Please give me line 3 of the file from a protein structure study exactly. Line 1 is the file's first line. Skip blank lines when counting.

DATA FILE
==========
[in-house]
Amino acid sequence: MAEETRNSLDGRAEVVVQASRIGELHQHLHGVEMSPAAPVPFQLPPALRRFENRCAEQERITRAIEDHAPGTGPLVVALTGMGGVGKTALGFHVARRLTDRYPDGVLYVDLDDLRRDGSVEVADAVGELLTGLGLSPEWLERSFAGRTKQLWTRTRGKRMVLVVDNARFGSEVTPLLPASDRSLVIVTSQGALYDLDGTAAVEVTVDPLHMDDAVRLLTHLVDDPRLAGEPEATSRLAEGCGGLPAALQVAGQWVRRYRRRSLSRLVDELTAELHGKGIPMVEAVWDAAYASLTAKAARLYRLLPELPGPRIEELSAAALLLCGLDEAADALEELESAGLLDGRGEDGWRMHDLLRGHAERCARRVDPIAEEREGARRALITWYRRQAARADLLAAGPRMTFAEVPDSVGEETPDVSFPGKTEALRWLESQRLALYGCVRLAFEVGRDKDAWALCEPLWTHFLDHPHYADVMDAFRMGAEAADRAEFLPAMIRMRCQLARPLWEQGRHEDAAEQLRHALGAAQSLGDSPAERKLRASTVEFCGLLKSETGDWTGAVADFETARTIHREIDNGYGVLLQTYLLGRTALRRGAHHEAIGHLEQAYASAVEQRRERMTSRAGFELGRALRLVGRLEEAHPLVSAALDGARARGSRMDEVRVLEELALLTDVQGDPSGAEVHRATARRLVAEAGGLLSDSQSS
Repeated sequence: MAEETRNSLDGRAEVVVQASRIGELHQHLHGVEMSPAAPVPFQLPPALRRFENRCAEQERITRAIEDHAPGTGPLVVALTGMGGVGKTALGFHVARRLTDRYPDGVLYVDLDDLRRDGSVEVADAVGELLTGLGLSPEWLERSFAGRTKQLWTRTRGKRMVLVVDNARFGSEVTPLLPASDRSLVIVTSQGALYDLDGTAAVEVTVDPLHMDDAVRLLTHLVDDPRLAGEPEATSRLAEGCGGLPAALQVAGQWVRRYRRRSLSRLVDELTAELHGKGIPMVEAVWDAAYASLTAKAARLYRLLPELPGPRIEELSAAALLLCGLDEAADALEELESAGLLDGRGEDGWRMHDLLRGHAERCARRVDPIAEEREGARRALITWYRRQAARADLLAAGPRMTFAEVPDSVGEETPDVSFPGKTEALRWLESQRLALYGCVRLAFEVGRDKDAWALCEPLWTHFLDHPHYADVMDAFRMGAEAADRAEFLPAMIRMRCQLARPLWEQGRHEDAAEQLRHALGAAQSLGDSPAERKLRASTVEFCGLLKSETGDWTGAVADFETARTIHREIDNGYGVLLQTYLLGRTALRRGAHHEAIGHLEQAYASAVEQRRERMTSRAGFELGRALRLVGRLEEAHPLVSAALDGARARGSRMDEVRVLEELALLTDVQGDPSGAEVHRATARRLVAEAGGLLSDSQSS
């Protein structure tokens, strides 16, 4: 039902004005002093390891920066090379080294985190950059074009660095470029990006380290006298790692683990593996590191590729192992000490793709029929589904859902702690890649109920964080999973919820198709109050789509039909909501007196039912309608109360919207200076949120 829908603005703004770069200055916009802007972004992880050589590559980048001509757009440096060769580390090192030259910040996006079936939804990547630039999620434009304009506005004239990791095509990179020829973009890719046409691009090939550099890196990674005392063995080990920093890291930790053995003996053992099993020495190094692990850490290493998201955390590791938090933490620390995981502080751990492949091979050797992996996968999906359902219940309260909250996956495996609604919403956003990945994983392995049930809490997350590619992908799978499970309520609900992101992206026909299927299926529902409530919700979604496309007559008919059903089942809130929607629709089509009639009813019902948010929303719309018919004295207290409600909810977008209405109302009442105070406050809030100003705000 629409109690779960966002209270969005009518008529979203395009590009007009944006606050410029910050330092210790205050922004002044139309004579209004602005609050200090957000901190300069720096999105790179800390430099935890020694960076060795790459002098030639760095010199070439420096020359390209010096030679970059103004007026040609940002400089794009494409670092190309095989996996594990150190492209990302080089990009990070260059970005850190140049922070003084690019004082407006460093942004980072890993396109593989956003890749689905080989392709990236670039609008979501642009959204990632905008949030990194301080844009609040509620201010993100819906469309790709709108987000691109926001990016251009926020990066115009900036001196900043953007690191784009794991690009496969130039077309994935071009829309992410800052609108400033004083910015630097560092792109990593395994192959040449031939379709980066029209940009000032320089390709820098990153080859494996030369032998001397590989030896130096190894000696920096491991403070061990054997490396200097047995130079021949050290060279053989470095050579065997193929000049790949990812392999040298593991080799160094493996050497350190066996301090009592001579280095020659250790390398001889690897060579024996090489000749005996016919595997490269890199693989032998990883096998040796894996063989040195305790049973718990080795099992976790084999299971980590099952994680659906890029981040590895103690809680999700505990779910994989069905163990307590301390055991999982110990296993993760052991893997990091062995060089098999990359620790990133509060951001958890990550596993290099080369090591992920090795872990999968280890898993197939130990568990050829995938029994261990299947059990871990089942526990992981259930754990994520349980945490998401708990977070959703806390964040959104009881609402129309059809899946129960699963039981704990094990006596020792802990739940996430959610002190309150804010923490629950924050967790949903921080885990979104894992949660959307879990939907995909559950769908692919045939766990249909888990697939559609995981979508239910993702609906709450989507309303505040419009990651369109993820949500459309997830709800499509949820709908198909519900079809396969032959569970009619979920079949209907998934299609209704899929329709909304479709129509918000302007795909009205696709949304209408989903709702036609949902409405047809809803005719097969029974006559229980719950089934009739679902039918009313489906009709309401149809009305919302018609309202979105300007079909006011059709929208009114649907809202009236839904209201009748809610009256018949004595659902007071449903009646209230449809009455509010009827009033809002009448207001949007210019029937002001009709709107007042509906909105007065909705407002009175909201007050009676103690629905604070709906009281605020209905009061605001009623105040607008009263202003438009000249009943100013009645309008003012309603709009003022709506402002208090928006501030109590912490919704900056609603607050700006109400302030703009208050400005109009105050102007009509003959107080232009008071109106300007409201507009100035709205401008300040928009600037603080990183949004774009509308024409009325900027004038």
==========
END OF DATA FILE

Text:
Repeated sequence: MAEETRNSLDGRAEVVVQASRIGELHQHLHGVEMSPAAPVPFQLPPALRRFENRCAEQERITRAIEDHAPGTGPLVVALTGMGGVGKTALGFHVARRLTDRYPDGVLYVDLDDLRRDGSVEVADAVGELLTGLGLSPEWLERSFAGRTKQLWTRTRGKRMVLVVDNARFGSEVTPLLPASDRSLVIVTSQGALYDLDGTAAVEVTVDPLHMDDAVRLLTHLVDDPRLAGEPEATSRLAEGCGGLPAALQVAGQWVRRYRRRSLSRLVDELTAELHGKGIPMVEAVWDAAYASLTAKAARLYRLLPELPGPRIEELSAAALLLCGLDEAADALEELESAGLLDGRGEDGWRMHDLLRGHAERCARRVDPIAEEREGARRALITWYRRQAARADLLAAGPRMTFAEVPDSVGEETPDVSFPGKTEALRWLESQRLALYGCVRLAFEVGRDKDAWALCEPLWTHFLDHPHYADVMDAFRMGAEAADRAEFLPAMIRMRCQLARPLWEQGRHEDAAEQLRHALGAAQSLGDSPAERKLRASTVEFCGLLKSETGDWTGAVADFETARTIHREIDNGYGVLLQTYLLGRTALRRGAHHEAIGHLEQAYASAVEQRRERMTSRAGFELGRALRLVGRLEEAHPLVSAALDGARARGSRMDEVRVLEELALLTDVQGDPSGAEVHRATARRLVAEAGGLLSDSQSS